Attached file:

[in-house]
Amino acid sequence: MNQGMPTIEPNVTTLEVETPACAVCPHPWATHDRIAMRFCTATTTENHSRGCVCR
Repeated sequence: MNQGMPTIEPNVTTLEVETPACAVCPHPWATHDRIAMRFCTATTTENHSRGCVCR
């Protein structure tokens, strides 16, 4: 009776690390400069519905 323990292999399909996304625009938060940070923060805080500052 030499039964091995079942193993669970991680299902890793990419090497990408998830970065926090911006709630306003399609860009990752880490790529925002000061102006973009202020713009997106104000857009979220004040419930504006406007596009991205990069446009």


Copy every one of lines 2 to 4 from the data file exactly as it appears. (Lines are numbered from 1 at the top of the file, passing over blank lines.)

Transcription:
Amino acid sequence: MNQGMPTIEPNVTTLEVETPACAVCPHPWATHDRIAMRFCTATTTENHSRGCVCR
Repeated sequence: MNQGMPTIEPNVTTLEVETPACAVCPHPWATHDRIAMRFCTATTTENHSRGCVCR
């Protein structure tokens, strides 16, 4: 009776690390400069519905 323990292999399909996304625009938060940070923060805080500052 030499039964091995079942193993669970991680299902890793990419090497990408998830970065926090911006709630306003399609860009990752880490790529925002000061102006973009202020713009997106104000857009979220004040419930504006406007596009991205990069446009």